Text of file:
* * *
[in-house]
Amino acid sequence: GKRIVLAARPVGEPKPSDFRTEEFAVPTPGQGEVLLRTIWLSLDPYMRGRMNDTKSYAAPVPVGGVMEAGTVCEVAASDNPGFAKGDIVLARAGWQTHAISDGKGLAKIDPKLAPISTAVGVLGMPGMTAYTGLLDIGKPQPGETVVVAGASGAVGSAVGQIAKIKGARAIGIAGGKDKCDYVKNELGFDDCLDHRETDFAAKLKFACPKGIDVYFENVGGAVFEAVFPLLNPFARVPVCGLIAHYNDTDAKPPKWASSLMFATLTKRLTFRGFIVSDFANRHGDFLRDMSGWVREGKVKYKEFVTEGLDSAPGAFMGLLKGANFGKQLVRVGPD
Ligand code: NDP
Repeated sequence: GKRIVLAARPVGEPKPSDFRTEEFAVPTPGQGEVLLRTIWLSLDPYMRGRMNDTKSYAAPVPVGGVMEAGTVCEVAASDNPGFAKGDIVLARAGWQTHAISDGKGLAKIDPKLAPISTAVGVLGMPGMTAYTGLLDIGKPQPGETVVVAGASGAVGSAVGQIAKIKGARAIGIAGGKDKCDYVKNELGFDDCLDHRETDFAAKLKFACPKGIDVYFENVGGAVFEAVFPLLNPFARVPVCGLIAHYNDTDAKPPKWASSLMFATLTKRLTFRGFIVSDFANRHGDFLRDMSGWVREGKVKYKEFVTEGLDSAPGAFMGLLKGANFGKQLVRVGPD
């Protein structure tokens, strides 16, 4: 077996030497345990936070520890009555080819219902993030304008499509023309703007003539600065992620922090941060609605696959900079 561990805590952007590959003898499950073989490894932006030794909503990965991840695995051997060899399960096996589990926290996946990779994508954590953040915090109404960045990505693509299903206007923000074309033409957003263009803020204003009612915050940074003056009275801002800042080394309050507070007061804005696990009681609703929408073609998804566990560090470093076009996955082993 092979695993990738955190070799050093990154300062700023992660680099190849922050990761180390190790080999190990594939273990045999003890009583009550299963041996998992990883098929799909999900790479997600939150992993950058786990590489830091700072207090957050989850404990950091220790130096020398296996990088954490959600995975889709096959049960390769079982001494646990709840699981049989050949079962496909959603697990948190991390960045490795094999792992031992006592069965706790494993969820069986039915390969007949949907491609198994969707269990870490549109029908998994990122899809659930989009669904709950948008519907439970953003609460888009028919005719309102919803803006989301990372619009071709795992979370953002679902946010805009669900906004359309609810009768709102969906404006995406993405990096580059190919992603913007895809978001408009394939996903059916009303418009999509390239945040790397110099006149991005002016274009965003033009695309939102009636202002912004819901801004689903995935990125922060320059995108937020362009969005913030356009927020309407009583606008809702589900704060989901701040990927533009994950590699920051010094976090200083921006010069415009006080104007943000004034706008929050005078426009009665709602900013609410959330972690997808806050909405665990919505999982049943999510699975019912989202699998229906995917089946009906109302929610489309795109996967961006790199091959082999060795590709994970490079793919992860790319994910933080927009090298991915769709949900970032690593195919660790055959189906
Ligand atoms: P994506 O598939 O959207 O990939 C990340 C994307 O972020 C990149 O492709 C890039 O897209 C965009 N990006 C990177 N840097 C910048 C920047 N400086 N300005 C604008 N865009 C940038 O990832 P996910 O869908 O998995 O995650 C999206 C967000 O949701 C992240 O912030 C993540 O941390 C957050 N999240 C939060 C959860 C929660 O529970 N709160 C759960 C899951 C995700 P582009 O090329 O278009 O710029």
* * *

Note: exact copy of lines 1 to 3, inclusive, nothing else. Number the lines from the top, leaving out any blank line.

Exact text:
[in-house]
Amino acid sequence: GKRIVLAARPVGEPKPSDFRTEEFAVPTPGQGEVLLRTIWLSLDPYMRGRMNDTKSYAAPVPVGGVMEAGTVCEVAASDNPGFAKGDIVLARAGWQTHAISDGKGLAKIDPKLAPISTAVGVLGMPGMTAYTGLLDIGKPQPGETVVVAGASGAVGSAVGQIAKIKGARAIGIAGGKDKCDYVKNELGFDDCLDHRETDFAAKLKFACPKGIDVYFENVGGAVFEAVFPLLNPFARVPVCGLIAHYNDTDAKPPKWASSLMFATLTKRLTFRGFIVSDFANRHGDFLRDMSGWVREGKVKYKEFVTEGLDSAPGAFMGLLKGANFGKQLVRVGPD
Ligand code: NDP